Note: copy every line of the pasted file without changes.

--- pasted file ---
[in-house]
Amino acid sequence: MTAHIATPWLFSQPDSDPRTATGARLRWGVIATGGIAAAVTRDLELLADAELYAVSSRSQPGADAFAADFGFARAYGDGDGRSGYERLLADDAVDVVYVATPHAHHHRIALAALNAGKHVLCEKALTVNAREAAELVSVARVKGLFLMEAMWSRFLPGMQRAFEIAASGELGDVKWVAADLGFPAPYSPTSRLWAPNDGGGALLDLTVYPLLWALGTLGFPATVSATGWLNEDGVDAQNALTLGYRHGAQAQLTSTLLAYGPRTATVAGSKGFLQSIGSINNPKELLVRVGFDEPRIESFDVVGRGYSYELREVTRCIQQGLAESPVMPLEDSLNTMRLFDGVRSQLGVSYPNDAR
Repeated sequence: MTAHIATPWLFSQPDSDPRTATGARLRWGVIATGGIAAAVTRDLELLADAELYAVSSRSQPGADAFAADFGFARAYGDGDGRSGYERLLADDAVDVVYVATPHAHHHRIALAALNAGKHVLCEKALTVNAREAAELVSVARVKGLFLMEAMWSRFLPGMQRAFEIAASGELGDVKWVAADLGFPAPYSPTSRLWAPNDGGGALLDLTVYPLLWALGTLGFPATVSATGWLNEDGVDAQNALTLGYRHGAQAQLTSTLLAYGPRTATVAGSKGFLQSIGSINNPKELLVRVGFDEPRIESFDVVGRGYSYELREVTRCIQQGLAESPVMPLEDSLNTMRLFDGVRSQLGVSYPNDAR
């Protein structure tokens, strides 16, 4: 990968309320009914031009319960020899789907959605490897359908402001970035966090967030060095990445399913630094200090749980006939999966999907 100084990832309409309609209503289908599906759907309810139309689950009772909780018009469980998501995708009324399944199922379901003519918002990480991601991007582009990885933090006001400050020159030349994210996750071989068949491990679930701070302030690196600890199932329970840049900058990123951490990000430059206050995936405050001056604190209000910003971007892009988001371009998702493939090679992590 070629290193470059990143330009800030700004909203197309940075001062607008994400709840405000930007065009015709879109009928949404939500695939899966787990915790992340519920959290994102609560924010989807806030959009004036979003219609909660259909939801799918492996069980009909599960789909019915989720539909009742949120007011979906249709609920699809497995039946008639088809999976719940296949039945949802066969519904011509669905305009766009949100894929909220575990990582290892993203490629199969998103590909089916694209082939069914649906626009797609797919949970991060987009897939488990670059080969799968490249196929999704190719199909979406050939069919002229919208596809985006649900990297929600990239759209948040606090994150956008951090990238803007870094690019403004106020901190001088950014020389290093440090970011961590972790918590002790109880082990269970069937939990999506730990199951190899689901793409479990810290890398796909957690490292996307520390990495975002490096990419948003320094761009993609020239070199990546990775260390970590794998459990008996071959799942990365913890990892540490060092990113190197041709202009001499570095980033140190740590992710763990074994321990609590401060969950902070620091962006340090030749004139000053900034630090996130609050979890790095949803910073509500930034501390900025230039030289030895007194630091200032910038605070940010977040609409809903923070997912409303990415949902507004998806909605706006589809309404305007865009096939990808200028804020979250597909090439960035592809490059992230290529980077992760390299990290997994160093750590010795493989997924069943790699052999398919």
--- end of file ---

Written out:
[in-house]
Amino acid sequence: MTAHIATPWLFSQPDSDPRTATGARLRWGVIATGGIAAAVTRDLELLADAELYAVSSRSQPGADAFAADFGFARAYGDGDGRSGYERLLADDAVDVVYVATPHAHHHRIALAALNAGKHVLCEKALTVNAREAAELVSVARVKGLFLMEAMWSRFLPGMQRAFEIAASGELGDVKWVAADLGFPAPYSPTSRLWAPNDGGGALLDLTVYPLLWALGTLGFPATVSATGWLNEDGVDAQNALTLGYRHGAQAQLTSTLLAYGPRTATVAGSKGFLQSIGSINNPKELLVRVGFDEPRIESFDVVGRGYSYELREVTRCIQQGLAESPVMPLEDSLNTMRLFDGVRSQLGVSYPNDAR
Repeated sequence: MTAHIATPWLFSQPDSDPRTATGARLRWGVIATGGIAAAVTRDLELLADAELYAVSSRSQPGADAFAADFGFARAYGDGDGRSGYERLLADDAVDVVYVATPHAHHHRIALAALNAGKHVLCEKALTVNAREAAELVSVARVKGLFLMEAMWSRFLPGMQRAFEIAASGELGDVKWVAADLGFPAPYSPTSRLWAPNDGGGALLDLTVYPLLWALGTLGFPATVSATGWLNEDGVDAQNALTLGYRHGAQAQLTSTLLAYGPRTATVAGSKGFLQSIGSINNPKELLVRVGFDEPRIESFDVVGRGYSYELREVTRCIQQGLAESPVMPLEDSLNTMRLFDGVRSQLGVSYPNDAR
């Protein structure tokens, strides 16, 4: 990968309320009914031009319960020899789907959605490897359908402001970035966090967030060095990445399913630094200090749980006939999966999907 100084990832309409309609209503289908599906759907309810139309689950009772909780018009469980998501995708009324399944199922379901003519918002990480991601991007582009990885933090006001400050020159030349994210996750071989068949491990679930701070302030690196600890199932329970840049900058990123951490990000430059206050995936405050001056604190209000910003971007892009988001371009998702493939090679992590 070629290193470059990143330009800030700004909203197309940075001062607008994400709840405000930007065009015709879109009928949404939500695939899966787990915790992340519920959290994102609560924010989807806030959009004036979003219609909660259909939801799918492996069980009909599960789909019915989720539909009742949120007011979906249709609920699809497995039946008639088809999976719940296949039945949802066969519904011509669905305009766009949100894929909220575990990582290892993203490629199969998103590909089916694209082939069914649906626009797609797919949970991060987009897939488990670059080969799968490249196929999704190719199909979406050939069919002229919208596809985006649900990297929600990239759209948040606090994150956008951090990238803007870094690019403004106020901190001088950014020389290093440090970011961590972790918590002790109880082990269970069937939990999506730990199951190899689901793409479990810290890398796909957690490292996307520390990495975002490096990419948003320094761009993609020239070199990546990775260390970590794998459990008996071959799942990365913890990892540490060092990113190197041709202009001499570095980033140190740590992710763990074994321990609590401060969950902070620091962006340090030749004139000053900034630090996130609050979890790095949803910073509500930034501390900025230039030289030895007194630091200032910038605070940010977040609409809903923070997912409303990415949902507004998806909605706006589809309404305007865009096939990808200028804020979250597909090439960035592809490059992230290529980077992760390299990290997994160093750590010795493989997924069943790699052999398919």